The book has a compelling main figure in Greg, just smart enough for his sarcastic observations to be funny and to get himself into unique forms of trouble, but not self-aware enough to understand why other characters see him the way they do or how he should behave to change their opinions. He’s selfish, defensive (an early entry insists that the reader is seeing his “journal,” not his “diary”), materialistic, ungrateful and rude. Like a kid, in short, but in situations amusing enough and surrounded by other students repugnant enough that it’s nonetheless easy to root for him.
Greg is chronicling his first year of middle school, and author Jeff Kinney has created a strange but familiar world for the school to inhabit. My middle school certainly didn’t have a “cheese touch,” but it had its own rituals to which the cheese touch is comparable. There are no identifiable cliques or class hierarchies, the usual fictional shorthand for middle- and high-school life. There are popular kids and unpopular ones, but mostly there are motley freaks, and whatever divisions there are are fairly fluid. Greg and his best friend Rowley have a falling out, but eventually reconnect, and while there’s little reason for any of it, that’s pretty much how it is for kids, a reality mirrored in the structure of the book, which doesn’t have a central plot so much as a series of events that make up a school year.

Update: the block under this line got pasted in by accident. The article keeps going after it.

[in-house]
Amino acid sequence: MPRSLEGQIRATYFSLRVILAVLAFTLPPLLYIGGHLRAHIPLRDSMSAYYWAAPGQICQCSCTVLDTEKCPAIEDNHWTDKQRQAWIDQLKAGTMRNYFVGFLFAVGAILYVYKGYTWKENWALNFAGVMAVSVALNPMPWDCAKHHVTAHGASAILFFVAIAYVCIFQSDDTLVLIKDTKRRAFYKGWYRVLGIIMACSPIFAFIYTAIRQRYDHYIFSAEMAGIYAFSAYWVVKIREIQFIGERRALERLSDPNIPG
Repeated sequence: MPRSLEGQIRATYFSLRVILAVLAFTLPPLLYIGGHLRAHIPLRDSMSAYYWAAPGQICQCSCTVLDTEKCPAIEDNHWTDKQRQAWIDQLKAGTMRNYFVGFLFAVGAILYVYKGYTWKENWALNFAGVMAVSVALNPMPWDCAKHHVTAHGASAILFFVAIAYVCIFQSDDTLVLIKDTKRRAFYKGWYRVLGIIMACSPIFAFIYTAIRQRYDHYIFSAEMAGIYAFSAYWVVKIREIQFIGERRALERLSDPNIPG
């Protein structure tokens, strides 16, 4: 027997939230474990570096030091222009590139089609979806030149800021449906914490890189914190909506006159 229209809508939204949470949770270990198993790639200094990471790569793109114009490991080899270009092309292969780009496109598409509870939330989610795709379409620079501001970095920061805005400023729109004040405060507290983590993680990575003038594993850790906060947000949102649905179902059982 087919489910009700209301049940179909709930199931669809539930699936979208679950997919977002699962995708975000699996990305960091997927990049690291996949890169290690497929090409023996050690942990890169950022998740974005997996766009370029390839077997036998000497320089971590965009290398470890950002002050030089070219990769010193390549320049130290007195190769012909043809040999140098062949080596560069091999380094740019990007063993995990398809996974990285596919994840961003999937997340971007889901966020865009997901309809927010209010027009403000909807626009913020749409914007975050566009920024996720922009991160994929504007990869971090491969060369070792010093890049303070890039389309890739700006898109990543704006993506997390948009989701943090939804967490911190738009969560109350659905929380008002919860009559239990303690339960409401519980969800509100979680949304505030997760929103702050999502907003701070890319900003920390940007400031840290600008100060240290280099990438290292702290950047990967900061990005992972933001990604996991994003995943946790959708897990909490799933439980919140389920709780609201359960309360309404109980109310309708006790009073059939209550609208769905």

What I found most impressive in reading Diary of a Wimpy Kid is Kinney’s easy handling of the different timeframes that children and adults live on, and how unfathomable the difference is to each group. When Greg’s P.E. class has a wrestling unit, he temporarily develops an interest in weight lifting, in the hope that he’ll no longer be pinned so easily. Once the wrestling unit is over, this interest is instantly forgotten, and I remember from school how quickly interests changed because of details like that: what was being studied, what some friend was temporarily infatuated with, something everyone saw on TV one night. However, Greg’s dad lives on an adult timeframe and, since Greg expresses an interest in weightlifting a mere month and a half before Christmas, begins planning to buy a bench press. Of course, Greg knows nothing of this so it doesn’t appear in the book, but it’s no surprise (though it is a source of delightful horror) when Greg is presented with a bench press he has no interest in for Christmas.